National Electrical Code ExplanationsBased on the 2014 NEC
National Electrical Code Tips: Article 728, Fire-Resistive Cable Systems
At about 3/4 of a page, this is one of the shortest NEC Articles. It's also new with the 2014 NEC.
- From the title, you would think this Article belongs in Chapter 3. After all, isn't a cable system a wiring method? What's going on is Chapter 7 covers special conditions and apparently being in a fire is considered kind of special. And this isn't really about cables, it's about entire systems (the cables are part).
- That system is, in turn, part of an electrical cirucit protective system.
- These systems are designed to keep critical circuits working for a specified time under fire conditions [728.2].
- What makes them critical? They serve loads such as the fire pump room, for example.
- We said this Article is about systems. In fact, the fire-resistive cables, fire-resistive conductors, and components of each system must be tested and listed as a system [728.4].
- Components of one system are not interchangeable with components of another system [728.4].
- Install these per 728.5(A) through (H). The theme that recurs with nearly every one of these is that you use listed components, install per the listing, and follow the manufacturer's instructions.
- Would it make any sense to use fire-rated cables for the current-carrying conductors, but not for the equipment grounding conductor (EGC)? Nope. That's why you must use the same fire-rated cable described in the system or use alternative EGCs listed with the system. If using an alternative, make sure it's marked with the system number [728.60].
- The cables and conductors must have the marking required in 310.120 (it's a fairly detailed set of instructions) and be surface marked with the suffix "FRR" plus the circuit integrity hours, and with the system identifier [728.120].
Don't take your
electrical exam twice
Journeyman Electrical Exam Prep | Master Electrician Exam Prep
Learn more about:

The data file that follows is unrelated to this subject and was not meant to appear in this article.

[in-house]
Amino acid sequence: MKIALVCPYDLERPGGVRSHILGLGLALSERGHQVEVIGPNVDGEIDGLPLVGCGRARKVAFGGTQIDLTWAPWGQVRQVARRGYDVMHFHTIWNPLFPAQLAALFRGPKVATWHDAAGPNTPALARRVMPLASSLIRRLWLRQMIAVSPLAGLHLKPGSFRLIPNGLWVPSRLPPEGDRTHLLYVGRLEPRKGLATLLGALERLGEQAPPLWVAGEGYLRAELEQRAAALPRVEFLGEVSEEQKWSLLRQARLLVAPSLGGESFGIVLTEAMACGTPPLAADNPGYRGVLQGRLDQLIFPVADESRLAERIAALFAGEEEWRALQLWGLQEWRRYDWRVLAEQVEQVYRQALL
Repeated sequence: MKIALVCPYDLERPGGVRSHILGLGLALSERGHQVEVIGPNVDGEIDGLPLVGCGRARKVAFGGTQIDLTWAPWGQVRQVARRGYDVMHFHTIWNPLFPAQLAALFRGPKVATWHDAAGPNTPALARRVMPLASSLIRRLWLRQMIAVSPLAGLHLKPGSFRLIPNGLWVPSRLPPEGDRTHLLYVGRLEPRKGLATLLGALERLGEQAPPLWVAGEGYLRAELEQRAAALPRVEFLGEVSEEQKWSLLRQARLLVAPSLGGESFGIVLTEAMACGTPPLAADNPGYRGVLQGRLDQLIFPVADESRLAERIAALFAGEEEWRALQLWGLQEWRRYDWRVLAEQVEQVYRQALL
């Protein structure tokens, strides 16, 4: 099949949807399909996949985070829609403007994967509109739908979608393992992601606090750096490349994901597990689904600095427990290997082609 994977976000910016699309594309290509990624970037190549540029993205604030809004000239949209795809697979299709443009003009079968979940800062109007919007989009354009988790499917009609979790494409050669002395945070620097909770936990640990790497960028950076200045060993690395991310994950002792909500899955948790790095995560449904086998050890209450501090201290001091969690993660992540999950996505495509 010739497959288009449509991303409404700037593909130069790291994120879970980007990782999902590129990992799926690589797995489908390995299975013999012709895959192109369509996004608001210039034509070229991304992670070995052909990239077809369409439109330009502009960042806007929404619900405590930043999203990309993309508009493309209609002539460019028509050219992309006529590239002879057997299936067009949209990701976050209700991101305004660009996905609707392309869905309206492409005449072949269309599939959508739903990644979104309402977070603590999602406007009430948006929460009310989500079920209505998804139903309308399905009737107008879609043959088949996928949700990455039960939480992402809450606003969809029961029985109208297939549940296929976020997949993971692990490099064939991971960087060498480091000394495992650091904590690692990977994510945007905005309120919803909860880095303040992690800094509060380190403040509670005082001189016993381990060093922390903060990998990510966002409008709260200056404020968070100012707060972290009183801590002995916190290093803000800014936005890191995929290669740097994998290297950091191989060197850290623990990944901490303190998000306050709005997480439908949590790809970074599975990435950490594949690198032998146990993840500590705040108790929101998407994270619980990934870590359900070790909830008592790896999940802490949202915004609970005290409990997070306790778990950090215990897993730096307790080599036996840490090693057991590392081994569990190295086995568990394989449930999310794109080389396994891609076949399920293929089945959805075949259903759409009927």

How the NEC is arranged
- The first four Chapters of the NEC apply to all installations.
- Article 90 precedes Chapter One, and establishes the authority of the NEC.
- Article 80 follows the body of the NEC; it exists as Annex H. It provides the requirements for administration.
- Chapters 5, 6, and 7 are the "special" chapters, covering special: occupancies, equipment, and conditions (in that order).
- Chapter 8 provides the requirements for communications systems.
- Chapter 9 provides tables.
- The appendices provide mostly reference information.
- Appendix D contains examples that every NEC user should study.
Try your NEC moxy:
- Do you know the difference between bonding and grounding? Hint: Look in the NEC, Article 100.
- Does the NEC refer to grounding incorrectly in any of its articles? Yes! So be careful to apply the Article 100 definitions. Don't ground where you should bond.
- When doing motor load calculations, which Article covers hermetic motors? Answer: While Article 440 covers the application of hermetic motors, it does so only by amending Article 430 because hermetic motors are a special case of motors. For motor load calculations, refer to Article 430.
- Does the NEC provide a voltage drop requirement? Yes! It does so in a special case, which is Article 648 Sensitive Electronic Equipment. But for general applications, it does not provide a requirement; it merely provides a recommendation in a couple of FPNs.
- Take our Code Quizzes.
Remember other applicable codes, rules, standards, and references:
- OSHA's electrical worker safety rules.
- IEEE standards.
- NETA standards.
- NFPA standards.
- International Codes (if applicable to the installation).
- State Codes (if the state has them).
- Local ordinances and permit requirements.
- Local fire codes.
- Manufacturer requirements or guidelines.
- Customer security requirements.
- Industry standards.
- Your company's own internal standards, practices, and procedures.
- Engineering drawing notes.